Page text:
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Wednesday, December 03, 2008

A is for Acupuncture

So there I was lying partially naked on the table with needles sticking out of my back, neck and legs yet It was the most relaxed that I've felt in a long time. I'm talking about acupuncture and this morning I experienced it for the first time.

According to traditional Chinese medicine the body has meridians (or channels) through which Qi (vital energy) flow. The channels and points are attributed to specific body parts and bodily functions/systems, which can supposedly relieve pain and relax muscles through stimulating these channels.

Each time he placed a needle It felt like it was popping a ball of stress, which released built up tension and after awhile I felt like I was one giant, floppy, relaxed noodle. Once all the needles were placed he left the room for about 15-20 minutes and during that time I meditated, which of course relaxed me even more. I began to feel light as a feather and felt like I was floating on a cloud with energy pouring out of every pore in my body and out my fingertips, toes and head.

As I laid there I felt as though the needles had activated endorphins or something because I was tingling with a pleasurable sensation. It was the kind of sensation that you feel from a silky smooth fabric gently sliding along your body but in this instance it was like that feeling didn't disappear like when the fabric moves off your body. Instead that feeling stayed with me along all the points that were stimulated by the needles to where I felt as though I was on some drug or something not unlike some of the sensations I felt when I did ecstasy, which I no longer do.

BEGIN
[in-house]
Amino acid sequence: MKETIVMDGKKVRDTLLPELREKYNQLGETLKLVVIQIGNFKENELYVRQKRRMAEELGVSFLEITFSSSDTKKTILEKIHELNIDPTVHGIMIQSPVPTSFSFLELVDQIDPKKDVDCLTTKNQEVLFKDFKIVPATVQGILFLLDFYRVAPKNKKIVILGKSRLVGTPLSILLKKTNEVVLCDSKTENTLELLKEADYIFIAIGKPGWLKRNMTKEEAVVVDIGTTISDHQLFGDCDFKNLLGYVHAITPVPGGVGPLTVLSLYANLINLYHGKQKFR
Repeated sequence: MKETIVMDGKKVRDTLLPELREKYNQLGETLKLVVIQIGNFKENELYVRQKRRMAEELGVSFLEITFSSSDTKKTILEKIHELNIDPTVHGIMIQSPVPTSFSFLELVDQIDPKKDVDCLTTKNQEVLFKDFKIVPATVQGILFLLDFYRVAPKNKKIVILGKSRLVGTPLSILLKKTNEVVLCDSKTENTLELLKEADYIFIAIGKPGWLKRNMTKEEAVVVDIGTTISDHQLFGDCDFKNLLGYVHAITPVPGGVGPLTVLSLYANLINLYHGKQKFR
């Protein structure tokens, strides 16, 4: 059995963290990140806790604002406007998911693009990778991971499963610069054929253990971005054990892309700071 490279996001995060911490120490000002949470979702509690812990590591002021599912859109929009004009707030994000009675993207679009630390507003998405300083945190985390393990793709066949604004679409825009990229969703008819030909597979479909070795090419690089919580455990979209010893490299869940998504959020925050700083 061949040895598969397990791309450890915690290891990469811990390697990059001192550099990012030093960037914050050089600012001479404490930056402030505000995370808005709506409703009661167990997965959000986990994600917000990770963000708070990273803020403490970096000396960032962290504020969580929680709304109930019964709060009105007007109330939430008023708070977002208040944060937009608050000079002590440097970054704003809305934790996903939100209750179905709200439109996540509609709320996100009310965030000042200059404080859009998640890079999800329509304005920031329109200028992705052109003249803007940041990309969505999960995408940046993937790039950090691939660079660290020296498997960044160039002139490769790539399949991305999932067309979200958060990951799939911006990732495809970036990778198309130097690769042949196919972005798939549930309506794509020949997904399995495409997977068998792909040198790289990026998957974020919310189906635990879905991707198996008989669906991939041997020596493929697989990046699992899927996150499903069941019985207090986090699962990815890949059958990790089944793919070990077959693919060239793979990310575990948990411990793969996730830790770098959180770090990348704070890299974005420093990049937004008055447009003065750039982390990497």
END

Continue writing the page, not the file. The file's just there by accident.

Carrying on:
We talk a lot about the body being interconnected with the mind but meditating while those needles did their work was the most profound experience I've had with that interconnected feeling. And that is saying a lot because I've had some pretty deep feelings of interconnection between my body and mind from just meditation. However, the combination of acupuncture and meditation was very therapeutic to not only my body but also my mind. I highly recommend it if you are having problems with sore muscles, stiff, achy joints and alignment problems with your musculoskeletal system (spinal vertebrae misalignment).

I am a big believer in TCM (traditional Chinese medicine) and It seems clear that it was developed in connection with Buddhism and Taoist understanding of the body and its connection with the mind. The meditation connection seems only natural as well because I am most aware of my body and any new aches or pains that I may have when I meditate.

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13 comments:

Marie Roshi said...

Wow, sounds interesting. I may have to try that. Is it expensive?

They call him James Ure said...

Marie:

Well it was about $60 so I'm not going to be able to do it all the time. I wish I could go every week.

Barry said...

I get needled every 2 weeks and have for 15 years or so.

In addition to the health benefit, it definitely alters my consciousness during the 30 minutes that I'm on the table. And probably afterward.

In the West, we've gotten fairly comfortable that our mind-states have some effect on our physical states.

But, in my experience, our physical states (as in meditation and acupuncture) also have an effect on mind-states.